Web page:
Menu
Home
Log in / Register
 
Home arrow Accounting arrow Basics of Accounting & Information Processing
< Prev   CONTENTS   Next >

4.3. Edelweiss Provides Services to a Costumer on Account

What would happen if Edelweiss Corporation did some work for a customer in exchange for the customer's promise to pay $5,000? This requires further explanation; try to follow this logic closely! You already know that retained earnings is the income of the business that has not been distributed to the owners of the business. When Edelweiss Corporation earned $5,000 (which they will collect later) by providing a service to a customer, it can be said that they generated revenue of $5,000. Revenue is the enhancement to assets resulting from providing goods or services to customers. Revenue will bring about an increase to income, and income is added to retained earnings. Can you follow that?

As you examine the balance sheet on the top of the next page, notice that accounts receivable and retained earnings went up by $5,000 each, indicating that the business has more assets and more retained earnings. And, guess what: assets still equal liabilities plus equity.

4.4. Edelweiss Pays Expenses With Cash

It would be nice if you could run a business without incurring any expenses. However, such is not the case. Expenses are the outflows and obligations that arise from producing goods and services. Imagine that Edelweiss paid $3,000 for expenses. The lower set of balance sheets on the following page shows this impact.

4.5. Generalizing About the Impact of Transactions

There are countless types of transactions that can occur, and each and every transaction can be described in terms of its impact on assets, liabilities, and equity. What is important to know is that no transaction will upset the fundamental accounting equation of assets = liabilities + owners' equity.

Services to a customer on account:

EDELWEISS CORPORATION Balance Sheet December 31, 20X3 (before indicated transaction)

EDELWEISS CORPORATION Balance Sheet December 31, 20X3 (after indicated transaction)

Assets

Cash

$ 35,000

Assets

Cash

$ 35,000

Accounts receivable

40,000

+ $5,000

Accounts receivable

45,000

Inventories Land Building Equipment Other assets

35,000 125,000 400,000 280,000

10,000

Inventories Land Building Equipment Other assets

35,000 125,000

400,000 280,000

10,000

Total assets

$925 000

+ $5,000

Total assets

$930 000

Liabilities

Accounts payable Loans payable

$ 50,000 155,000

Liabilities

Accounts payable Loans payable

$ 50,000 155,000

Total liabilities

$205,000

+ $0

Total liabilities

$205,000

Stockholders' equity

Capital stock

$120,000

Stockholders' equity

Capital stock

$120,000

Retained earnings Total stockholders' equity

600,000

720,000

+ $5,000 + $5,000

Retained earnings Total stockholders' equity

605,000

725,000

Total liabilities and equity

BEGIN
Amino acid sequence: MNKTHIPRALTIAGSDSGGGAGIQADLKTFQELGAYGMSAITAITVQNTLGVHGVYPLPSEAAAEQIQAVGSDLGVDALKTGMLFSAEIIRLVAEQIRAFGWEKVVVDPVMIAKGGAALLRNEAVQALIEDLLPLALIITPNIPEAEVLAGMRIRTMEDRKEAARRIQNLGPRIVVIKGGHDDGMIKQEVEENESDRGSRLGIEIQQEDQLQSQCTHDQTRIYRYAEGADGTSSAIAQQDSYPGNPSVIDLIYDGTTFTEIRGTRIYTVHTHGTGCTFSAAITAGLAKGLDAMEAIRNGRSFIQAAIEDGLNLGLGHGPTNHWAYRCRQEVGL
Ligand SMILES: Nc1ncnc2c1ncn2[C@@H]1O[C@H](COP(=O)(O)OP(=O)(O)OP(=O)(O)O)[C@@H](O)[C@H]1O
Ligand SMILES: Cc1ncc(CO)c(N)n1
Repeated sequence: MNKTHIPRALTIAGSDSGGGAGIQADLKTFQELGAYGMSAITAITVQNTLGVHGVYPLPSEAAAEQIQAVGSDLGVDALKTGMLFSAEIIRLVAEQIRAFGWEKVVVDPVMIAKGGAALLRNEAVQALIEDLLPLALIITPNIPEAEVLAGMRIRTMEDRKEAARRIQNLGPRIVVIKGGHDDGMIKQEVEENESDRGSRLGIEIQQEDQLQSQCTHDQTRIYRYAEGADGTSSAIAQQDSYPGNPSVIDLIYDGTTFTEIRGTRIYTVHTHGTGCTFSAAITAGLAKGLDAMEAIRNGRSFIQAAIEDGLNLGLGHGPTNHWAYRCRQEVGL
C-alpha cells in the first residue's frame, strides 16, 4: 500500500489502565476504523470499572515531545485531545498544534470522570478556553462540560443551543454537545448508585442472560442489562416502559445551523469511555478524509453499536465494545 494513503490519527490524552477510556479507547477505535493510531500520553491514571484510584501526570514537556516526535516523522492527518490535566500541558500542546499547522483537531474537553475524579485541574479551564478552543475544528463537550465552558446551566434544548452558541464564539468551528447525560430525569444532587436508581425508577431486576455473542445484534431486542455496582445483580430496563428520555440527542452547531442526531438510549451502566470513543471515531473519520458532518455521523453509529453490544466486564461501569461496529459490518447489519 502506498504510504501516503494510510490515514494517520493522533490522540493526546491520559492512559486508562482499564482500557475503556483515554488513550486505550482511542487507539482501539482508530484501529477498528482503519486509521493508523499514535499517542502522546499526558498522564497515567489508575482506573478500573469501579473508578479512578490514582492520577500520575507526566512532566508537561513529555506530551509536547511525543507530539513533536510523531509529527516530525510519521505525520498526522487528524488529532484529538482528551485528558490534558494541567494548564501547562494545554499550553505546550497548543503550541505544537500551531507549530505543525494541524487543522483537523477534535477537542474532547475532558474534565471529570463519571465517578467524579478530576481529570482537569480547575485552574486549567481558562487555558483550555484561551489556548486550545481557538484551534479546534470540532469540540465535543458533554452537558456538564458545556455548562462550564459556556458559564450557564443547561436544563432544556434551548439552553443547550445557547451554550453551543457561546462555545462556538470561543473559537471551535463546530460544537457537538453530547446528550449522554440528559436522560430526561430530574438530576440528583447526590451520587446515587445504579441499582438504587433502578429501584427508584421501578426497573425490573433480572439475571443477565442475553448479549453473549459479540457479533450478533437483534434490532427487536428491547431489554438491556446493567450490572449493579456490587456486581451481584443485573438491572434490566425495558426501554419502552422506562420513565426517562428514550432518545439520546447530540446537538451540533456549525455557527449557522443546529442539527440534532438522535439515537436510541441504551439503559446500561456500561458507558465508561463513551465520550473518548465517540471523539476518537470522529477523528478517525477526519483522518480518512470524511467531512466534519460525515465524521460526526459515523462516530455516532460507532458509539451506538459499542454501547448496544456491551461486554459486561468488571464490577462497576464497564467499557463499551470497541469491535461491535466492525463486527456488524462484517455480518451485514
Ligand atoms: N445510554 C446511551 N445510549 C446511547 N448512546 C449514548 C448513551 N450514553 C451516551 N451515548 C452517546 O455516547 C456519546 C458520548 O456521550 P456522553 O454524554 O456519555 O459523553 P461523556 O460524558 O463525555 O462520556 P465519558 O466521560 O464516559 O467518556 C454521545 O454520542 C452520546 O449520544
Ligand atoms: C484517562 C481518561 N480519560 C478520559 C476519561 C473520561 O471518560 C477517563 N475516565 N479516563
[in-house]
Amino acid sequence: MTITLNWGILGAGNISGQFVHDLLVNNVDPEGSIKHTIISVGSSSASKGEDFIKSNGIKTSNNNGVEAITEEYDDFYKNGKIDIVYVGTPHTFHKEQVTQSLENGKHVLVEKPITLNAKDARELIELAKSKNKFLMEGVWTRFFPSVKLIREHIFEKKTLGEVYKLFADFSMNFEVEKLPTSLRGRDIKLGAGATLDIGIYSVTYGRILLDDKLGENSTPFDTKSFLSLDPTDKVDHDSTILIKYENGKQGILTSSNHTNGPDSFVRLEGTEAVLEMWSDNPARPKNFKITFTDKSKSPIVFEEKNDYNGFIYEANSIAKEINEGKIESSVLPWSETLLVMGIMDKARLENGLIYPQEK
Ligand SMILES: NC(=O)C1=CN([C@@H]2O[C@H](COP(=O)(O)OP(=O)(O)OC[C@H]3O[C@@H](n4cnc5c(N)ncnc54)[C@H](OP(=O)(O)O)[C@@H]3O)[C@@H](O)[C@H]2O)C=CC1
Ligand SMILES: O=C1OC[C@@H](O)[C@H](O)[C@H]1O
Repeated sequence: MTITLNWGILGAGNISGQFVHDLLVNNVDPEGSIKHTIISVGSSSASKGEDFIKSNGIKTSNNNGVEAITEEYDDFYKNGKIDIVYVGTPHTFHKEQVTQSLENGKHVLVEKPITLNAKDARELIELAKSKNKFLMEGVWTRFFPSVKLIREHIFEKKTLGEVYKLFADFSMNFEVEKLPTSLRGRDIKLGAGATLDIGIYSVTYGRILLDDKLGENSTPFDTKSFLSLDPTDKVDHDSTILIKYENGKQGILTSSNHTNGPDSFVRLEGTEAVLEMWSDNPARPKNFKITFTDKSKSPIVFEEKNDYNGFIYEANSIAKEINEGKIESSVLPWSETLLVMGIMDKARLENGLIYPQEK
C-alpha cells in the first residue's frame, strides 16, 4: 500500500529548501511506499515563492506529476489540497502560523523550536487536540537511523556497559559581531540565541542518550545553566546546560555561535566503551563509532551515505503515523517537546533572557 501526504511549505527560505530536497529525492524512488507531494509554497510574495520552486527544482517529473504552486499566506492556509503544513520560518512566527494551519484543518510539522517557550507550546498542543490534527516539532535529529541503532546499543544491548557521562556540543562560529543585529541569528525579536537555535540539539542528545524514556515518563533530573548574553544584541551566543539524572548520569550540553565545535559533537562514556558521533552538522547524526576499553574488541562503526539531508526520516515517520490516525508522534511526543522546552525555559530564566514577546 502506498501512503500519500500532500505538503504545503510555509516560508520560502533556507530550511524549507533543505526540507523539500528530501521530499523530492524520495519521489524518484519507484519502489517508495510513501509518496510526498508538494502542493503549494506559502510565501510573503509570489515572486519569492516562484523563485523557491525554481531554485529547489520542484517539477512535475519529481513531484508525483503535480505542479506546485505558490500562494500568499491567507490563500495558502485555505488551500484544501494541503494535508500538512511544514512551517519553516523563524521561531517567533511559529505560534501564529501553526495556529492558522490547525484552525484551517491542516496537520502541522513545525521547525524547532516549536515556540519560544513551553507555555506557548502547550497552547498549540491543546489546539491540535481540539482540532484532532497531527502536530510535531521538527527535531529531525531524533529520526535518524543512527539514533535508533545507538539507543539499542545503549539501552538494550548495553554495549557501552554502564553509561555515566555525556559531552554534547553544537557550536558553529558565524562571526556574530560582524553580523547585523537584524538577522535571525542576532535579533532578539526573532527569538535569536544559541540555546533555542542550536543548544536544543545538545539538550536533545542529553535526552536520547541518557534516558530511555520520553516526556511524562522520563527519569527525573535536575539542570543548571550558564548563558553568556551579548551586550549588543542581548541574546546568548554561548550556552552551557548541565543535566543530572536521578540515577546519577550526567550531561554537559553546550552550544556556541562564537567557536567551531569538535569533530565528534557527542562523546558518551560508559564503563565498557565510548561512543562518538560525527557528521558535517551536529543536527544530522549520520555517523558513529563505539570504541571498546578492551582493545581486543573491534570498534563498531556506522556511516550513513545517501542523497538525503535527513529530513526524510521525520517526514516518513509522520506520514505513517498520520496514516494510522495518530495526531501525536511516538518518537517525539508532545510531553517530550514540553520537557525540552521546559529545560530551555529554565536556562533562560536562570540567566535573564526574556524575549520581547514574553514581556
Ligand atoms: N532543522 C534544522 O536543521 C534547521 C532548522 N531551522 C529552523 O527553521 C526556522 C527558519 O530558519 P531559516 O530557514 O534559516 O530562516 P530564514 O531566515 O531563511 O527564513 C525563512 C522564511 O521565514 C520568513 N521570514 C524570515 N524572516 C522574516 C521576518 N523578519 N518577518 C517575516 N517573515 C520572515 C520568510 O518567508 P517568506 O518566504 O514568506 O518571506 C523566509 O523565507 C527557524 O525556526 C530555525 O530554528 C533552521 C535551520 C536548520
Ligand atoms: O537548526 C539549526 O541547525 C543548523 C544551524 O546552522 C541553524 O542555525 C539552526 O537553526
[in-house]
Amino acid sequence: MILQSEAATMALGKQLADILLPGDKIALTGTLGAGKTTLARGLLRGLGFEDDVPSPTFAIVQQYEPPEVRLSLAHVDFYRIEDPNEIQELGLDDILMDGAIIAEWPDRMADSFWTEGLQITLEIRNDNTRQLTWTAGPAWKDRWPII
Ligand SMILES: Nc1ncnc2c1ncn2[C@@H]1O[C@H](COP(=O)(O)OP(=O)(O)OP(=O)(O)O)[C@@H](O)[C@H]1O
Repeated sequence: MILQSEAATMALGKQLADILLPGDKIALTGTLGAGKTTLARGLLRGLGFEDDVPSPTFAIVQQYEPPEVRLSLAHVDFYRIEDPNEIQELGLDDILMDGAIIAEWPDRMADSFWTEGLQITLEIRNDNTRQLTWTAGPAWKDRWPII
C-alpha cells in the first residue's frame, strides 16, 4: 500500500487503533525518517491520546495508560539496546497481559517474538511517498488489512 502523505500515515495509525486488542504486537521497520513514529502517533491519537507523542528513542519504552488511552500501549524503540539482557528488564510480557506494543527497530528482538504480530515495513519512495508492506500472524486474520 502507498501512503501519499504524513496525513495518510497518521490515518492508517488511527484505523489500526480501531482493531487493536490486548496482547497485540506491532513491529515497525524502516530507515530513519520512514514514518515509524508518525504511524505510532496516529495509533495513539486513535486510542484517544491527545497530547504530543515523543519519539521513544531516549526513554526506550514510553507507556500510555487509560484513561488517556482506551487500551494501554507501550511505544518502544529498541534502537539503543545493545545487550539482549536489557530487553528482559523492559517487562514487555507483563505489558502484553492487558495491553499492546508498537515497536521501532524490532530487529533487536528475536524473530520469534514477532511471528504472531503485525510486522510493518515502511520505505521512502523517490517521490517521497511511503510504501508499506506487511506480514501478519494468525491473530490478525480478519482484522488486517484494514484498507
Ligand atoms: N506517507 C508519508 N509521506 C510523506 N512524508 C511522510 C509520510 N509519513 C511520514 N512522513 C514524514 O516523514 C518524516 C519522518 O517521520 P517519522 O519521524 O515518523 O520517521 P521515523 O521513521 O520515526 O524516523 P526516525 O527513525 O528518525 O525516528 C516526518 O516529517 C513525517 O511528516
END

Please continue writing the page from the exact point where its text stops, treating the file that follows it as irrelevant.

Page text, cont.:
$925,000

Total liabilities and equity

$930,000

Pays expenses:

EDELWEISS CORPORATION Balance Sheet December 31, 20X3 (before indicated transaction)

EDELWEISS CORPORATION Balance Sheet December 31, 20X3 (after indicated transaction)

Assets

Assets

Cash

$ 35,000

- $3,000

Cash

$ 32,000

Accounts receivable

Inventories

Land

Building

Equipment

Other assets

45,000 35,000

125,000 400,000

280,000 10,000

Accounts receivable

Inventories

Land

Building

Equipment

Other assets

45,000

35,000

125,000

400,000 280,000

10,000

Total assets

$930,000

- $3,000

Total assets

$927 000

Liabilities

Accounts payable Loans payable

$ 50,000 155,000

Liabilities

Accounts payable Loans payable

$ 50,000 155,000

Total liabilities

$205,000

+ $0

Total liabilities

$205,000

Stockholders' equity

Capital stock

$120,000

Stockholders' equity

Capital stock

$120,000

Retained earnings

605,000

- $3,000

Retained earnings

602,000

Total stockholders' equity

725,000

- $3,000

Total stockholders' equity

722,000

Total liabilities and equity

$930 000

Total liabilities and equity

$927 000

4.6. Distinguishing Between Revenue and Income

In day-to-day conversation, some terms can often be used casually and without a great deal of precision. Words may be treated as synonymous, when in fact they are not. Such is the case for the words "income" and "revenue." Each term has a very precise meaning, and you should accustom yourself to the correct usage. It has already been pointed out that revenues are enhancements resulting from providing goods and services to customers. Conversely, expenses can generally be regarded as costs of doing business. This gives rise to another "accounting equation":

Revenues - Expenses = Income

Revenue is the "top line" amount corresponding to the total benefits generated from business activity. Income is the "bottom line" amount that results after deducting the expenses from revenue. In some countries, revenue is also referred to as "turnover."

 
Found a mistake? Please highlight the word and press Shift + Enter  
< Prev   CONTENTS   Next >
 
Subjects
Accounting
Business & Finance
Communication
Computer Science
Economics
Education
Engineering
Environment
Geography
Health
History
Language & Literature
Law
Management
Marketing
Philosophy
Political science
Psychology
Religion
Sociology
Travel